Ryanair is to cancel an extra 18,000 flights in a move that will hit 400,000 customers as the fallout from the airline's mismanagement of pilot leave intensifies.
The Irish carrier said that as part of efforts to end a wave of cancellations that has already seen 2,000 flights grounded, it will fly 25 less aircraft between November and March.
The firm has been forced into the cancellations after miscalculating pilot leave.
Taking more flights out of service means that Ryanair will be able to "roster all of the extra pilot leave necessary" in October, November and December, the budget airline said.
As a result, 34 routes are suspended for the winter season from November to March 2018.
They include several popular routes used by British travellers, including London Stansted to Edinburgh and Glasgow, Gatwick to Belfast, Newcastle to Faro, and Glasgow to Las Palmas.
The move will add to mounting anger over Ryanair, which has come under heavy fire after recently shelving up to 50 flights every day for six weeks.
Boss Michael O'Leary has blamed the move on mismanagement of pilots' annual leave, leading to the over-allocation of blocks of holidays.
The flight cancellations has so far cost the airline around 25 million euro.
Ryanair said the latest step will "eliminate all risk of further flight cancellations" and remove the risk of similar problems recurring next year.
The firm also plans to roll out a series of low fare seat sales for winter 2017 as it is "confident that there will be no further roster related cancellations".
It argued less than 1% of the 50 million customers Ryanair will carry this winter are impacted and all affected passengers have received an email alerting them and offering alternative flights or full refunds.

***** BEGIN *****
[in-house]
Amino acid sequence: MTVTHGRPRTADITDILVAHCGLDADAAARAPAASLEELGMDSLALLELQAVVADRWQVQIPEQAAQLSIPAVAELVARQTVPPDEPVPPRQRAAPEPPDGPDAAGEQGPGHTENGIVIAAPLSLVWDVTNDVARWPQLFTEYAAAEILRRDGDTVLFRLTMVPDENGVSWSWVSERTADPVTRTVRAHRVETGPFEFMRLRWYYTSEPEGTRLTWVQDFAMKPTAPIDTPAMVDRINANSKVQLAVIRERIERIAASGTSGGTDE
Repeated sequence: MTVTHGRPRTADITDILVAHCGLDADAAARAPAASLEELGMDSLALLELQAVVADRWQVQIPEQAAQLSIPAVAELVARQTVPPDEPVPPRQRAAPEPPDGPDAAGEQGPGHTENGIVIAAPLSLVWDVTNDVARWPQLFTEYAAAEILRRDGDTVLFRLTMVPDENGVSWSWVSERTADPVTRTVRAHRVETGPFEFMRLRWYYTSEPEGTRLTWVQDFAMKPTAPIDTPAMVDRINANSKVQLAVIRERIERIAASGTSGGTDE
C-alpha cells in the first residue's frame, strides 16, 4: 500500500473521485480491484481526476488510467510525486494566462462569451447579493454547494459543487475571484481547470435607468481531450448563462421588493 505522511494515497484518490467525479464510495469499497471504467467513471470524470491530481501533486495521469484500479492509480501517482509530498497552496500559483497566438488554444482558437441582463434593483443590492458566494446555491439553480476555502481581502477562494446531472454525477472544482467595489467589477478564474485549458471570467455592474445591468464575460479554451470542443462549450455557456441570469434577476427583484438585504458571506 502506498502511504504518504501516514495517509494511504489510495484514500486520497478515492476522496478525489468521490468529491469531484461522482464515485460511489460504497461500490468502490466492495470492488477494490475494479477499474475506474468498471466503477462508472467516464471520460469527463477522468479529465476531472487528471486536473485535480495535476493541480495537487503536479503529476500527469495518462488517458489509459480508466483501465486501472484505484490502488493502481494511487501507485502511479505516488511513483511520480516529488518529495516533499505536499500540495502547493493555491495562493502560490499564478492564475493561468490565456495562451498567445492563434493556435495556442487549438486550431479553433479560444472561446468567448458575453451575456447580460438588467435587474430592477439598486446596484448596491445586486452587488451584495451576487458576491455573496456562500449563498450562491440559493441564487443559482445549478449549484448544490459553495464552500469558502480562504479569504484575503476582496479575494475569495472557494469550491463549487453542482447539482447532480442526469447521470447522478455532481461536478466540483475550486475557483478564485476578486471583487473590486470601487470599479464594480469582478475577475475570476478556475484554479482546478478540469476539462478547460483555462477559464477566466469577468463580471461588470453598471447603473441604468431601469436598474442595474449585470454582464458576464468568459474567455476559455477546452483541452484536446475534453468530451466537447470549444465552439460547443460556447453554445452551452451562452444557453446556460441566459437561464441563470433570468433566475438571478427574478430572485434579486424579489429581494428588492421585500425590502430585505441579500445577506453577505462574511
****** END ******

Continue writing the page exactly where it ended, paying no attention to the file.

They have also received a 40 euro travel voucher.
Mr O'Leary said in a statement: "We sincerely apologise to those customers who have been affected by last week's flight cancellations, or these sensible schedule changes announced today.
"From today, there will be no more rostering related flight cancellations this winter or in summer 2018.
"Slower growth this winter will create lots of spare aircraft and crews which will allow us to manage the exceptional volumes of annual leave we committed to delivering in the nine months to December 2017. We will start a new 12 month leave period on the 1st of Jan 2018 in full compliance with EU regulations and the IAA's requirements."
The firm also said that it has scrapped plans to bid for bankrupt Italian airline Alitalia in order to "focus on repairing this rostering problem this winter".
"Ryanair will eliminate all management distractions starting with its interest in Alitalia," the group said.
Ten things we love to hate about low-cost flying
Ten things we love to hate about low-cost flying
Is it just us, or is there something seriously nut so about the concept of paying for the privilege of paying? It's a crazy, mixed-up world when you have to pay £10 to use a debit card which costs the airline around 20p to process. Of course, you could apply for one of the cards which are 'free' to use, but they change all the time and take hours to apply for. If we thought about it too hard we'd only ever sit at home and cry.
My dear, the garishness! Bright orange, purple, lurid yellow... it's enough to make anyone long for the days of a discreet livery of navy, red and perhaps a touch of silver. If you weren't feeling queasy before you got onboard, the combination of lime green uniforms and a £10 gin and tonic should do the job. Pass the sick bag – oh no, that's right, there aren't any.